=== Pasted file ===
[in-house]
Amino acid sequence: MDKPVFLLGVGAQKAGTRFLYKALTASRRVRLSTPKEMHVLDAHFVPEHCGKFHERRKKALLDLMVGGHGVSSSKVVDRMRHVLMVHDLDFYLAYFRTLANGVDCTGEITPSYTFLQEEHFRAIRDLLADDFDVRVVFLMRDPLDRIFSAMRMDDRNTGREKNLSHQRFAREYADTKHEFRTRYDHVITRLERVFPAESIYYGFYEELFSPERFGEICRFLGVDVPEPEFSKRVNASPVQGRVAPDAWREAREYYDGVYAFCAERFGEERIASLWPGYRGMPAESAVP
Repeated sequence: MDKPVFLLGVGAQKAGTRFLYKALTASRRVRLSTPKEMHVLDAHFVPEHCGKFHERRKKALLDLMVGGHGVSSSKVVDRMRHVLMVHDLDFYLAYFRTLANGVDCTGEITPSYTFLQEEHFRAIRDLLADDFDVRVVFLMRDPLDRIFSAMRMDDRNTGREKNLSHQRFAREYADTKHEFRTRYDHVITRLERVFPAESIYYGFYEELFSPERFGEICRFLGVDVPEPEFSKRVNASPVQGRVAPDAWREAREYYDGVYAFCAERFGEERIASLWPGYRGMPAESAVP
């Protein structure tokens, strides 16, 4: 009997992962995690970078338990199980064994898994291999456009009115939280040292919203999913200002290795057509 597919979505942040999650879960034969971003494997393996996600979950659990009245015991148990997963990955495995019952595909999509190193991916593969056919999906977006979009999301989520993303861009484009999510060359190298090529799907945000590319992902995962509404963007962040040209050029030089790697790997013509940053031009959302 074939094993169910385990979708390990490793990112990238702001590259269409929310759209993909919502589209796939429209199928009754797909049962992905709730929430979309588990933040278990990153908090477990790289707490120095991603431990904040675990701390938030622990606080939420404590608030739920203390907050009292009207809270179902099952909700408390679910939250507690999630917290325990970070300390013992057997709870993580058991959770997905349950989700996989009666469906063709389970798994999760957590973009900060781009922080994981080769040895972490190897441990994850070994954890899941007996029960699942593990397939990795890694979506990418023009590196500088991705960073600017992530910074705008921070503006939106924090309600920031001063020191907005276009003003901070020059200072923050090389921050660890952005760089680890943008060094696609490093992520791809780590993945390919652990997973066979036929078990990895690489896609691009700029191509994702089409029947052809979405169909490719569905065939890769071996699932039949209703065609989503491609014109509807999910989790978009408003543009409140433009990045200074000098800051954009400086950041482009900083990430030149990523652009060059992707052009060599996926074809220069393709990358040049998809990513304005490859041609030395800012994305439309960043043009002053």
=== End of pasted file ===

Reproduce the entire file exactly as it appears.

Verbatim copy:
[in-house]
Amino acid sequence: MDKPVFLLGVGAQKAGTRFLYKALTASRRVRLSTPKEMHVLDAHFVPEHCGKFHERRKKALLDLMVGGHGVSSSKVVDRMRHVLMVHDLDFYLAYFRTLANGVDCTGEITPSYTFLQEEHFRAIRDLLADDFDVRVVFLMRDPLDRIFSAMRMDDRNTGREKNLSHQRFAREYADTKHEFRTRYDHVITRLERVFPAESIYYGFYEELFSPERFGEICRFLGVDVPEPEFSKRVNASPVQGRVAPDAWREAREYYDGVYAFCAERFGEERIASLWPGYRGMPAESAVP
Repeated sequence: MDKPVFLLGVGAQKAGTRFLYKALTASRRVRLSTPKEMHVLDAHFVPEHCGKFHERRKKALLDLMVGGHGVSSSKVVDRMRHVLMVHDLDFYLAYFRTLANGVDCTGEITPSYTFLQEEHFRAIRDLLADDFDVRVVFLMRDPLDRIFSAMRMDDRNTGREKNLSHQRFAREYADTKHEFRTRYDHVITRLERVFPAESIYYGFYEELFSPERFGEICRFLGVDVPEPEFSKRVNASPVQGRVAPDAWREAREYYDGVYAFCAERFGEERIASLWPGYRGMPAESAVP
């Protein structure tokens, strides 16, 4: 009997992962995690970078338990199980064994898994291999456009009115939280040292919203999913200002290795057509 597919979505942040999650879960034969971003494997393996996600979950659990009245015991148990997963990955495995019952595909999509190193991916593969056919999906977006979009999301989520993303861009484009999510060359190298090529799907945000590319992902995962509404963007962040040209050029030089790697790997013509940053031009959302 074939094993169910385990979708390990490793990112990238702001590259269409929310759209993909919502589209796939429209199928009754797909049962992905709730929430979309588990933040278990990153908090477990790289707490120095991603431990904040675990701390938030622990606080939420404590608030739920203390907050009292009207809270179902099952909700408390679910939250507690999630917290325990970070300390013992057997709870993580058991959770997905349950989700996989009666469906063709389970798994999760957590973009900060781009922080994981080769040895972490190897441990994850070994954890899941007996029960699942593990397939990795890694979506990418023009590196500088991705960073600017992530910074705008921070503006939106924090309600920031001063020191907005276009003003901070020059200072923050090389921050660890952005760089680890943008060094696609490093992520791809780590993945390919652990997973066979036929078990990895690489896609691009700029191509994702089409029947052809979405169909490719569905065939890769071996699932039949209703065609989503491609014109509807999910989790978009408003543009409140433009990045200074000098800051954009400086950041482009900083990430030149990523652009060059992707052009060599996926074809220069393709990358040049998809990513304005490859041609030395800012994305439309960043043009002053």